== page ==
Title: What Do You Really Want
By Rabbanit Shayna Goldberg
Published by Maggid, 180 pages
My first exposure to this book was from a student. She had been back and forth over the course of a year regarding a major life decision. As she started reading the book, she realized that she knew exactly what she wanted to do.
This vignette encapsules the strength of Rabbanit Shayna Goldberg’s book, What Do You Really Want? Trust and Fear in Decision Making at Life’s Crossroads and in Everyday Living. It contains a tremendous message that young people so rarely hear today: Listen to the voice inside yourself. While on the surface this may seem simplistic or self-evident, it is not. Those coming of age (as well as those older) are inundated with a cacophony of voices, as is explained in Part 1 (“The role of trust in personal decision making”). The key to decision making, the author explains, is to learn to clear away the external noise and static and hone in on one’s own authentic desires. This can only be done when we learn to trust ourselves: “When people are taught to trust themselves and their deepest and truest instincts…they almost always make better decisions and end up happier and more satisfied and fulfilled as a result.” In an age of social media, when so many think about how things will look and/or be perceived by others, the message of trusting oneself and accepting imperfection is a critical one.
In Part 2 (“Decision-making case scenarios”) Rabbanit Goldberg carries this idea into all stages of life. Using anecdotal examples from her own life as well as that of her students and friends, she explains how these principles can manifest when it comes to school choices, career options, aliyah, use of time, personal finance, therapy, religious observance, dating and more. I particularly enjoyed her treatment of dating and relationships. Her point that “part of deciding whom to marry is deciding which flaws we are willing to live with, which things on ‘the list’ we can compromise on, and which things we are okay giving up completely” is a critical one, especially today. Some will love the anecdotal style, while others may wish to hear only Rabbanit Goldberg’s voice.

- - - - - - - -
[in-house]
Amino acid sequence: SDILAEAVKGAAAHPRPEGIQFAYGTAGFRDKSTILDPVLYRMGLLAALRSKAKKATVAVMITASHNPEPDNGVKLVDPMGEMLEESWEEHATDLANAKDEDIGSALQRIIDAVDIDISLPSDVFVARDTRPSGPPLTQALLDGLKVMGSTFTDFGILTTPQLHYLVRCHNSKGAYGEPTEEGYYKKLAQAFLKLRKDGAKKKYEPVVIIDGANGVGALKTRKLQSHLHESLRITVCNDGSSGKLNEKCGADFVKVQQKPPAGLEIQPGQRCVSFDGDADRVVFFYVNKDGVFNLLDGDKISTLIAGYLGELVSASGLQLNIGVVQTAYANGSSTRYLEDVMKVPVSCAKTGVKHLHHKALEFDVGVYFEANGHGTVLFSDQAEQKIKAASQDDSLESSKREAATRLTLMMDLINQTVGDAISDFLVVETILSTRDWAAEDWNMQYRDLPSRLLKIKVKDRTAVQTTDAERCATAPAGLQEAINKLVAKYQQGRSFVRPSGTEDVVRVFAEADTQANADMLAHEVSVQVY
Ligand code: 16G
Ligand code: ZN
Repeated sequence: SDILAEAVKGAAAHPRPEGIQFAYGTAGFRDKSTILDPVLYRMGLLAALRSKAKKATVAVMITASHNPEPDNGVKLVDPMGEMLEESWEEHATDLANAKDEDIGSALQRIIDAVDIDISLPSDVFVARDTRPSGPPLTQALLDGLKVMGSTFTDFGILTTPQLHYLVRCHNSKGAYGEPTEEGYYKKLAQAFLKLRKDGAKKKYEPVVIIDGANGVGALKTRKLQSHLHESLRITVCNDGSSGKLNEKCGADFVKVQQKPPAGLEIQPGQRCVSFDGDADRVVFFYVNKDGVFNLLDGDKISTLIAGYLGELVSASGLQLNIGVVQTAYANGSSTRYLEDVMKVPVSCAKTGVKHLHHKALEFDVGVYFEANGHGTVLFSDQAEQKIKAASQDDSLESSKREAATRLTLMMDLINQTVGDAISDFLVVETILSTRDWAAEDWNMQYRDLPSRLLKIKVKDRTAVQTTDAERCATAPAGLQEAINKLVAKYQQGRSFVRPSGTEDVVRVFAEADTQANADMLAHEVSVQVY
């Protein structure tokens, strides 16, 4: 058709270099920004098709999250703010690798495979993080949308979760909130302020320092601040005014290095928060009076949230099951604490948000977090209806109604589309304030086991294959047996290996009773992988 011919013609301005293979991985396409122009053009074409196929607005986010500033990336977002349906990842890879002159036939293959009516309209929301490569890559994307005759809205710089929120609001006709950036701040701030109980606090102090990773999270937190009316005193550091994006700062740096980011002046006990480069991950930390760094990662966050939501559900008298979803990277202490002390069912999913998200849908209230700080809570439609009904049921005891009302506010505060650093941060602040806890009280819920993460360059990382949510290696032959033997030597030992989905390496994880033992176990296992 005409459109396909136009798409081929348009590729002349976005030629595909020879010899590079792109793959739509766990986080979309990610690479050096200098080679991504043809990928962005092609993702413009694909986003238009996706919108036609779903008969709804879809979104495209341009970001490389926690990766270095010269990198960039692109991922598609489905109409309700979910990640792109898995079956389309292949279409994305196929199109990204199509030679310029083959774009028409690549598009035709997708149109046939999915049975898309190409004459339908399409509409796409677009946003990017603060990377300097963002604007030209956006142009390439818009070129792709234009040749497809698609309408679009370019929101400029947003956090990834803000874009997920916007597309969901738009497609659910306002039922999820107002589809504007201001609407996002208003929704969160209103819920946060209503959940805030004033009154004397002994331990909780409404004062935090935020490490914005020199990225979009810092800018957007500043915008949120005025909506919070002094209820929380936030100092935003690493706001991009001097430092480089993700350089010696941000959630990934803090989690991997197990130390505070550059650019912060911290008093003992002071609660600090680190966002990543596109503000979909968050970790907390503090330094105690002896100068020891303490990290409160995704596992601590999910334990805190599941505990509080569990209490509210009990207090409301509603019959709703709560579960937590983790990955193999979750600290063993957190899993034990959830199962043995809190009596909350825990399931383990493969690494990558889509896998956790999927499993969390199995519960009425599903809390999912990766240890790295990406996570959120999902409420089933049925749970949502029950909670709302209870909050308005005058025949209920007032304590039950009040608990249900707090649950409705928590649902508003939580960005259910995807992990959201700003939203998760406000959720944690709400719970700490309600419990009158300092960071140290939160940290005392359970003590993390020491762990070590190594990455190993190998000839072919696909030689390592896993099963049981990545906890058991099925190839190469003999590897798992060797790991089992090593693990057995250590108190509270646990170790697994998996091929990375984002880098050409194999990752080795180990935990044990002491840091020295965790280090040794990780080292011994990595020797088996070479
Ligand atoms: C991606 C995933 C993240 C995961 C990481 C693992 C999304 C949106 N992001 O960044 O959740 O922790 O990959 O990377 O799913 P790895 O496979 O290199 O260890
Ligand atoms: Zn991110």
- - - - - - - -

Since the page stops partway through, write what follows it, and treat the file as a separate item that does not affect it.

Parts three and four, “Employing trust in everyday living” and “After the decision… now what?” are about feeling confident in our decisions and moving forward knowing we made the best decision we could. The focus is again on self-trust; if you know that you analyzed the available information and listened to your internal voice, then there is no need to regret, even if the outcome was not as desired. This is especially important, as she does not guarantee that “everything will work out.” She encourages, rather, accepting that life decisions involve risk and owning that the choices we make. Overall, she urges us to live with tension and even a dose of discomfort without fear. We can accept that life is complicated, even confusing, and that there are competing values that clash with each other and can’t always be mutually satisfied. We can trust ourselves to be capable of owning the decision that we make and of explaining them to ourselves, rather than fear confronting what they might reveal about who we really are.
Several elements of the book deserve mention. I love the unstated hashkafa underlying the book. At a time when some communities are turning more toward rabbinic guidance as all encompassing, a voice urging autonomy is a wonderful call and is a true reflection of a modern hashkafa. This does not detract from Rabbanit Goldberg’s clear support for seeking halachic guidance where needed but she considers that guidance as less all encompassing in personal, non-halachic matters.
Similarly, Rabbanit Goldberg models how she herself has dealt with many of the issues she discusses. In being vulnerable to her readers, she is showing that certainty does not exist even among those we hold up as leaders and role models. Although unstated, I think this is a key lesson I would hope readers would glean from the book. All too often, we assume everyone else has it together and knows the answers; the reality is everyone has to struggle, and all decisions involve pros and cons.
Finally, she is also very open about the fact that readers may feel they need to compromise in some areas, and encourages them to be mindful in making such compromises. She feels that “halacha is not monolithic,” and sometimes a less stringent path may lead to better long term halachic observance. For example, when discussing head covering, she acknowledges the social and emotional complexity of the issue and feels that stringent observance due to cultural expectations may be unsustainable, and counterproductive in the long run.
I do think there are people who will actualizing the ideas in the book to be difficult. I have met many young (and not so young) adults who struggle to know who they are and what they want. Trusting yourself pre-supposes a level of self awareness that some lack. Perhaps exercises aimed at self-discovery would be helpful.
Overall I found this to be an engaging and important book. It reminds us to center our thoughts, needs and feelings, and reflects an outlook that is not commonly written about. I would heartily recommend it to anyone who is facing life decisions.